By Todd Murphy | December 9th, 2010
Every year, but with growing frequency, people and organizations try to create order out of the prior 12 months (11 months in most cases). This ordering process takes form of the “Top 10 List” and purports to rank any and every topic imaginable. As a blogging technique, or social networking strategy, all the books and experts will tell you that it is actually a very successful tool. People like lists, and as it turns out, it appears search engines also like them. There’s even a site devoted solely to Top 10 Lists, http://top-10-list.org/
Seeing a tweet, Facebook post, or even a Linkedin discussion with the words “Top 10”, “Top 5” or even “Top 3” piques the interest of enough people that it is truly a strategy for engagement. If you are creating a list you should be asking yourself, “What can I place in order that will truly be of interest to others?” Generally, as Warren Buffett would say, invest in what you know. What is your sandbox, your product, your area of influence? Straying outside of what you know usually has the worst impact a marketing person could achieve, little to no impact at all.
The beauty of a “Top X” list is that it can be fairly simple to create and very enjoyable to compile. At Universal Information Services we come in contact with virtually every news story that breaks throughout the year. As a complete news monitoring service we not only see all the news online, but all the news that was actually broadcast or published. Our news monitoring and media analysis teams have the ability to quantitatively measure the biggest stories, then compile our list of “The Top 5 Biggest News Stories”…by volume. Our list uses statistics to measure which news stories were seen the most, not necessarily which stories had the greatest impact on society or represented the greatest value. We can, however, localize our “Top 5” lists to specific cities, helping ensure greater exposure from traditional and social media outlets.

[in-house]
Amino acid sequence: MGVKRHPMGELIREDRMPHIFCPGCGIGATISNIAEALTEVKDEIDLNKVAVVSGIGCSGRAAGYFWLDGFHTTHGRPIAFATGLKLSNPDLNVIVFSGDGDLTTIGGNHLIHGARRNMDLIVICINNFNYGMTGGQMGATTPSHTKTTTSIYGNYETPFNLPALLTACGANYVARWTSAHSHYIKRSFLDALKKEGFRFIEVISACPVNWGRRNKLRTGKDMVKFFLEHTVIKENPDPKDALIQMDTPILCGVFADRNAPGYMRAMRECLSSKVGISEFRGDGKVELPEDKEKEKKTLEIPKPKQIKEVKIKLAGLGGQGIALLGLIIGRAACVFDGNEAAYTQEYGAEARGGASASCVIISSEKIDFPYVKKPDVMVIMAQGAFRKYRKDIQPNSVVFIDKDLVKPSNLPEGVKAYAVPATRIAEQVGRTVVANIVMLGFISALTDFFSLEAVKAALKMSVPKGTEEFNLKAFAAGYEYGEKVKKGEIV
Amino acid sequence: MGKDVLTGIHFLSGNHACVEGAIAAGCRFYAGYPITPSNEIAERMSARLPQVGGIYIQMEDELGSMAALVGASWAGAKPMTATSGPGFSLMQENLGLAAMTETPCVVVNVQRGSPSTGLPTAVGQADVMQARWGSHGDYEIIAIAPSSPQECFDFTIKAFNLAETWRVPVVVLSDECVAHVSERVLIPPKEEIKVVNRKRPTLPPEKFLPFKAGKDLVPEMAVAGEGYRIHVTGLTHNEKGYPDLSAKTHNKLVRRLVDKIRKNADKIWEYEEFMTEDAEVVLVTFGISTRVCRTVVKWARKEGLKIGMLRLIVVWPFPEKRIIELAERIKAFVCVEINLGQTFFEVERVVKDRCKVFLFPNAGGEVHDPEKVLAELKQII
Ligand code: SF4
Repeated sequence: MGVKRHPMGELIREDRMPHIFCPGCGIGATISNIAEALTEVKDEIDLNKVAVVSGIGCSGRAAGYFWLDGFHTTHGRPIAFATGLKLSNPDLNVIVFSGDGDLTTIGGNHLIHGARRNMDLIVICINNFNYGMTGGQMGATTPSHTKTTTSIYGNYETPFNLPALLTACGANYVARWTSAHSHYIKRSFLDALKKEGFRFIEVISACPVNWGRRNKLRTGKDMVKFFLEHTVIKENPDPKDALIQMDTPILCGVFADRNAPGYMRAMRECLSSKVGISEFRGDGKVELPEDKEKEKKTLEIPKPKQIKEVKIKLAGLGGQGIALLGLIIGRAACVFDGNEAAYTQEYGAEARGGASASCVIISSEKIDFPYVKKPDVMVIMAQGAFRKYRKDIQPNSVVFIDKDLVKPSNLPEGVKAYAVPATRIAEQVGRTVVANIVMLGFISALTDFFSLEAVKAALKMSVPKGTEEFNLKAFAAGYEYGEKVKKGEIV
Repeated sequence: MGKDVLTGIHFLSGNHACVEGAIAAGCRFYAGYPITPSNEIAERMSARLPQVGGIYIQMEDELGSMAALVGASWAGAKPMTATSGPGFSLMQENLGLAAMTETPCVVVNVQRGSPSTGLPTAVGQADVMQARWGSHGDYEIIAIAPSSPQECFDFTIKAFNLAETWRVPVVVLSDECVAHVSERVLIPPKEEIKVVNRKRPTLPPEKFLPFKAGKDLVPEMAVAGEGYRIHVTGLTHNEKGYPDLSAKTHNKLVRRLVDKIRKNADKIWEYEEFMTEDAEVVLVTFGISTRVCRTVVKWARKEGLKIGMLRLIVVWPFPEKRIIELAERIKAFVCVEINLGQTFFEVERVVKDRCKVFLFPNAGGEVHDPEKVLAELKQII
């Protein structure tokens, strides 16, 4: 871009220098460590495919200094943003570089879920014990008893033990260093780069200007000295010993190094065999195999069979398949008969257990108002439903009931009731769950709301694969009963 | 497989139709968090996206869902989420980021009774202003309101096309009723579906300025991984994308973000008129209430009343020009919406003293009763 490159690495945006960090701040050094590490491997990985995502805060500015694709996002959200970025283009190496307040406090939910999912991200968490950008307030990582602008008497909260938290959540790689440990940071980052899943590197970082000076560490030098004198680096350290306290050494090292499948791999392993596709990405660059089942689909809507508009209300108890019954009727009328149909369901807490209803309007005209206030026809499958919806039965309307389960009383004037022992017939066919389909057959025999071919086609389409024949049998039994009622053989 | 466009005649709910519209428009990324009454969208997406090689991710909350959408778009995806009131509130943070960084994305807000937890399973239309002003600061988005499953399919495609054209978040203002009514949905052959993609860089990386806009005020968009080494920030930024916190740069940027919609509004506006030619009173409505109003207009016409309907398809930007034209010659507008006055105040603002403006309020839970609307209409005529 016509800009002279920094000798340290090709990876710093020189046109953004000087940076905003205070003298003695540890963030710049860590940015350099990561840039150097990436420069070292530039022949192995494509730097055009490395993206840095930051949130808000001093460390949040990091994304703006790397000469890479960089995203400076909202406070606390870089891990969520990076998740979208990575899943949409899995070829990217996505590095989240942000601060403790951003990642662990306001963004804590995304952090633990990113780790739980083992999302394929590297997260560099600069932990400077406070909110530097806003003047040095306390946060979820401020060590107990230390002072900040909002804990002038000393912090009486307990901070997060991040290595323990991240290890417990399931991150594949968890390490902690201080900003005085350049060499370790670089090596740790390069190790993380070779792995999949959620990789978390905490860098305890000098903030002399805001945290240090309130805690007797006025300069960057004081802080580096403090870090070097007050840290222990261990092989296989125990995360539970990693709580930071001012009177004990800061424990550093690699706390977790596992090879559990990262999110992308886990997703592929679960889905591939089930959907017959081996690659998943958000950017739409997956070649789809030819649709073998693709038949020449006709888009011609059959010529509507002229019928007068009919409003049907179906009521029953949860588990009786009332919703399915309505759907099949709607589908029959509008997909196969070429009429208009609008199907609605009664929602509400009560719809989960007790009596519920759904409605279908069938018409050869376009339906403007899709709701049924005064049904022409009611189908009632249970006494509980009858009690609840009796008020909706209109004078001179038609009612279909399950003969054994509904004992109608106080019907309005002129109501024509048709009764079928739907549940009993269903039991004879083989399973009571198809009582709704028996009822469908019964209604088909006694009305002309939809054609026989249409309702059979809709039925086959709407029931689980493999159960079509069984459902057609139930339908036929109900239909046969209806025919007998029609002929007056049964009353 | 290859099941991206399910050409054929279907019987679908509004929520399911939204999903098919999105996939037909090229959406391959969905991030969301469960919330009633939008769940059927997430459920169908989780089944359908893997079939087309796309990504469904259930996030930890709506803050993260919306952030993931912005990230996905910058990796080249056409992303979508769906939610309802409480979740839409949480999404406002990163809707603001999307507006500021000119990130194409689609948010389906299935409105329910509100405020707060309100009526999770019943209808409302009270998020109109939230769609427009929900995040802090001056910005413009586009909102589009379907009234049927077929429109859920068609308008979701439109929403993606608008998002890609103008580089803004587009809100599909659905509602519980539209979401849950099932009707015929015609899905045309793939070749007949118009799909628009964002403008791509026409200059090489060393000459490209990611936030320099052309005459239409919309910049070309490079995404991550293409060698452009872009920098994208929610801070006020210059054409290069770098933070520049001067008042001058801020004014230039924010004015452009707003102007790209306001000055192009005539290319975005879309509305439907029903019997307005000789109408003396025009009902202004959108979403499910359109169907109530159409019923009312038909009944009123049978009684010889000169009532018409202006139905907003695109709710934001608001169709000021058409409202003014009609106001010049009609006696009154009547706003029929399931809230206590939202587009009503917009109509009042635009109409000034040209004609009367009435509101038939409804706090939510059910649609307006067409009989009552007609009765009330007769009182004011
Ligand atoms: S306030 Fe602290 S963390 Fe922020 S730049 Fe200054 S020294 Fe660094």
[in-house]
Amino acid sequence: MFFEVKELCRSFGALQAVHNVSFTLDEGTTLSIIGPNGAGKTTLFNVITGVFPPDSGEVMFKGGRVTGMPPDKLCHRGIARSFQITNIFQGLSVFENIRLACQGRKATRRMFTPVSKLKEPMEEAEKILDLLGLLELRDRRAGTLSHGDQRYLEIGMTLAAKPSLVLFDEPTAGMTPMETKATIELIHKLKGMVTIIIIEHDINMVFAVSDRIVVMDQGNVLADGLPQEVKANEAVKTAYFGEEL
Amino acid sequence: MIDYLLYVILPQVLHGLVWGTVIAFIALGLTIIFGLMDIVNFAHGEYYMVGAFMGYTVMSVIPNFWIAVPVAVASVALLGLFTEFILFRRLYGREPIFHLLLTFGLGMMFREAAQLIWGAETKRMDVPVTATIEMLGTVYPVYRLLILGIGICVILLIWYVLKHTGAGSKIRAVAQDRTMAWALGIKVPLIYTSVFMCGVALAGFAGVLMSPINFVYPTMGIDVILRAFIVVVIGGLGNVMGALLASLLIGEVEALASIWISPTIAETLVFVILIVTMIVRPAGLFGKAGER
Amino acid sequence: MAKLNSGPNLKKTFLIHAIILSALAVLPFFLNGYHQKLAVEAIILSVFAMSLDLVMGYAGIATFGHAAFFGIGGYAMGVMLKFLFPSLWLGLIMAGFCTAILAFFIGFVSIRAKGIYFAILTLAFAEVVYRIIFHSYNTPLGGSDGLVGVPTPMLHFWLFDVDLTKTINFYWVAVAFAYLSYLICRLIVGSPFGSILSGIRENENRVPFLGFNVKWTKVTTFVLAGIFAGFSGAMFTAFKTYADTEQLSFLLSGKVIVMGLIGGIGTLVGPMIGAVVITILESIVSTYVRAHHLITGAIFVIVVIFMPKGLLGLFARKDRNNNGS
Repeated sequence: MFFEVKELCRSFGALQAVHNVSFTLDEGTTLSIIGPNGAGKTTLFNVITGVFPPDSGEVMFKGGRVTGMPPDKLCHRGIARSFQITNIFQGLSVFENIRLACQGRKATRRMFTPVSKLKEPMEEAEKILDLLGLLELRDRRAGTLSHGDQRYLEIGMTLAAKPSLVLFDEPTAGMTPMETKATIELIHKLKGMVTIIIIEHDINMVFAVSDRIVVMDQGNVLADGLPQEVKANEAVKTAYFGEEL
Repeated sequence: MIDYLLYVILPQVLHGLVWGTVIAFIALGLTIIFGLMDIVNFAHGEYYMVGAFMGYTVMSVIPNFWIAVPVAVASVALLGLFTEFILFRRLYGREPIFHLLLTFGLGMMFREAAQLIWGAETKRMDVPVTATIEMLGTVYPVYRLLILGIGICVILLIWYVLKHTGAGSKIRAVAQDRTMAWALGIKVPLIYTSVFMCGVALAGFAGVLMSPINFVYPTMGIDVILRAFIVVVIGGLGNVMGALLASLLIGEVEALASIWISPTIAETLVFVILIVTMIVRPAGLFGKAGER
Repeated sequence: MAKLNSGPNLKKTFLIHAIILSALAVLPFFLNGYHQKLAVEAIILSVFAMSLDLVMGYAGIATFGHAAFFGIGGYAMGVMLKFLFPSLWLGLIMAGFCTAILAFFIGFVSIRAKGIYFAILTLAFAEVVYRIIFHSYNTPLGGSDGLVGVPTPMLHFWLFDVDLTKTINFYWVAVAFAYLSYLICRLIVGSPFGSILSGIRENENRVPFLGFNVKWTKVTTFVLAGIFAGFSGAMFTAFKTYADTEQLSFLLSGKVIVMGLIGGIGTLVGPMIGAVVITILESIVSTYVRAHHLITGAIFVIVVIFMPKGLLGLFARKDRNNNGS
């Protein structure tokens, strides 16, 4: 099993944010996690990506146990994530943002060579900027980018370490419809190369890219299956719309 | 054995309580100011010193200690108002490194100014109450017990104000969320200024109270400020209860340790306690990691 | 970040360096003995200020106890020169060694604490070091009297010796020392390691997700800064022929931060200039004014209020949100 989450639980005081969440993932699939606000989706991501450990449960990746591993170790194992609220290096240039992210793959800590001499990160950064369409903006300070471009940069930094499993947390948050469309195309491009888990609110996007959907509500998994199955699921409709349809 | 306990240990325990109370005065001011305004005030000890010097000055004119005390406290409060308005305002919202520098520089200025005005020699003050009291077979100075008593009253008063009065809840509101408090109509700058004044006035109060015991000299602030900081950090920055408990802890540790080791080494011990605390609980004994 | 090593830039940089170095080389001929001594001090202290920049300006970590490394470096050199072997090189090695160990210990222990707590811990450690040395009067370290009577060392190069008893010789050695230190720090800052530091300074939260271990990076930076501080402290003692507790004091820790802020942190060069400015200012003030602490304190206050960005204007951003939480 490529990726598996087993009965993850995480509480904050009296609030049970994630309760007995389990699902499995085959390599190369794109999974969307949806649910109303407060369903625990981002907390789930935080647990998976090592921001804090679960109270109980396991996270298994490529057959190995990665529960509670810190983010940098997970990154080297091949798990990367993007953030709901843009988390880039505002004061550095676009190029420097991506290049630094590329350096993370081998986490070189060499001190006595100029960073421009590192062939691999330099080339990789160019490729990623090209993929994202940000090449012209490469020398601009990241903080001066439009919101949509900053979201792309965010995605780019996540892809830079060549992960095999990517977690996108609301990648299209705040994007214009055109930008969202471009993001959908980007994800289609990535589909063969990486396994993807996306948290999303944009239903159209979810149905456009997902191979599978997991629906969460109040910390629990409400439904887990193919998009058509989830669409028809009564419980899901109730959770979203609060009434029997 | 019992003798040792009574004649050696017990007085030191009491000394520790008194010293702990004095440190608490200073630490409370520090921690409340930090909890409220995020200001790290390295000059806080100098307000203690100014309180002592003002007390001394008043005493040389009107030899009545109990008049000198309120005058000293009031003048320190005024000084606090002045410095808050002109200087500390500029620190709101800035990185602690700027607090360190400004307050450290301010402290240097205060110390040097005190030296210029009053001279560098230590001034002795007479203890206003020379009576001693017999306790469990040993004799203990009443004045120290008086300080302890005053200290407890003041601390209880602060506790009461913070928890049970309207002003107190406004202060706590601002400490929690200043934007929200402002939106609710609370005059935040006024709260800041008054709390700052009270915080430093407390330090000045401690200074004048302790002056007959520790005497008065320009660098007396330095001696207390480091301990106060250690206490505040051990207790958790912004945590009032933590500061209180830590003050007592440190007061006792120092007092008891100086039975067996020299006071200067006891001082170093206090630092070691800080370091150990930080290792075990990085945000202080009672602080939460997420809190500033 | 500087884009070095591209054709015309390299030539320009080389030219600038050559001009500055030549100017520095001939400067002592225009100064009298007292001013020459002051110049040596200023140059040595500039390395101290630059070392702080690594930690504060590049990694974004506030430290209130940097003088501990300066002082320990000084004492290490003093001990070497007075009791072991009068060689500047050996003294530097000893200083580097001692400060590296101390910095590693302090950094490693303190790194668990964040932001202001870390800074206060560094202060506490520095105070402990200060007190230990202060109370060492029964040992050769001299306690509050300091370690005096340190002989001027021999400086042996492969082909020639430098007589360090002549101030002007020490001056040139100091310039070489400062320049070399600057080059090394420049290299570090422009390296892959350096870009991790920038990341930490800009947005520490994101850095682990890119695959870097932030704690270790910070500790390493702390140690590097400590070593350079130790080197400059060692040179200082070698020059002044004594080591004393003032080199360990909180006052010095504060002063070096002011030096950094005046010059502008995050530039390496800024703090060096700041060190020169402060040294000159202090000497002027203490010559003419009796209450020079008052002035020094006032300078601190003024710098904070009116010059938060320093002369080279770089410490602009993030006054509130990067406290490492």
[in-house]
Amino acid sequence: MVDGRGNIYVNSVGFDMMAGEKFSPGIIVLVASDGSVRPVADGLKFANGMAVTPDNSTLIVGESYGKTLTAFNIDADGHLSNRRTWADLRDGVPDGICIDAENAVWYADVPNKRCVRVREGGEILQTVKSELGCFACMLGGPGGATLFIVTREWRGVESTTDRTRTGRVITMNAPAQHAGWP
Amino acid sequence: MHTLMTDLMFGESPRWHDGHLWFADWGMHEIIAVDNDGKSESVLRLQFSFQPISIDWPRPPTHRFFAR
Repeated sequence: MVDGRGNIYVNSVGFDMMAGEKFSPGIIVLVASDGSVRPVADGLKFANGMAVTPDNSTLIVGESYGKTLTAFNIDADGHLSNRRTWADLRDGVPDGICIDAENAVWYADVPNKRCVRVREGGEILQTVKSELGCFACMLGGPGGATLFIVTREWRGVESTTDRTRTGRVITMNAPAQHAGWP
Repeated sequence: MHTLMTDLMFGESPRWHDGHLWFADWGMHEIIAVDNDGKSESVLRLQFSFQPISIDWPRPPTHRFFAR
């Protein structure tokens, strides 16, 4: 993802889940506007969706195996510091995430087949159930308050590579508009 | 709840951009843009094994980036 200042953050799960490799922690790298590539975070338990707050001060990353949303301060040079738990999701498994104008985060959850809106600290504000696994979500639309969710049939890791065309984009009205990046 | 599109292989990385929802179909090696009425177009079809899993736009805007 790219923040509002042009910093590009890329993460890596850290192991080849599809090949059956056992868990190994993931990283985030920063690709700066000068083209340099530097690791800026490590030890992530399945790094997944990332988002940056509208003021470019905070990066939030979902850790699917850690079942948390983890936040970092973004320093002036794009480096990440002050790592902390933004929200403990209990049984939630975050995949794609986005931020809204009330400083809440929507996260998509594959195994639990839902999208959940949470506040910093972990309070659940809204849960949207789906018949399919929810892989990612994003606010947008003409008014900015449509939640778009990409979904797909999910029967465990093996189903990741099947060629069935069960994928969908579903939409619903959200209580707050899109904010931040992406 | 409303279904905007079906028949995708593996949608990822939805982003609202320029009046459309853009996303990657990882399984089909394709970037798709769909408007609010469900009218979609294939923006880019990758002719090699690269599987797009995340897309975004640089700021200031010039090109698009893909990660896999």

So we use the media to create our Top 5 list, which in turn generates more media exposure for Universal Information Services…media begets media. Ironically, this is completely in line with our #samerules #newtools philosophy. The new tools of social networking help amplify small messages to the point that traditional media takes notice. As traditional media now uses the same social networking tools that we all have access to, they are able to cover stories in the traditional media that previously would have earned no placement.
As we enter December, brace yourself for the onslaught of Top 10 Lists. As a fun exercise, use your preferred Twitter client, I prefer Tweetdeck, and open a search for “top 10”. I began writing this blog about 20 minutes ago and in that time I have averaged about 1 tweet per second that includes a mention and link to a top 10 list. Many of them are retweets because, well, most Twitter users don’t really want to create new content, they’d just rather RT someone’s idea and be considered part of the “engaged” crowd. Not that I have anything against retweeting, I do it all the time. But one of the top two rules for social media engagement is to be sure you provide compelling content. That’s a topic for another post.
Leave a comment or link to your favorite Top X list. Who knows, maybe I’ll release a Top 10 List of the Top 10 lists received.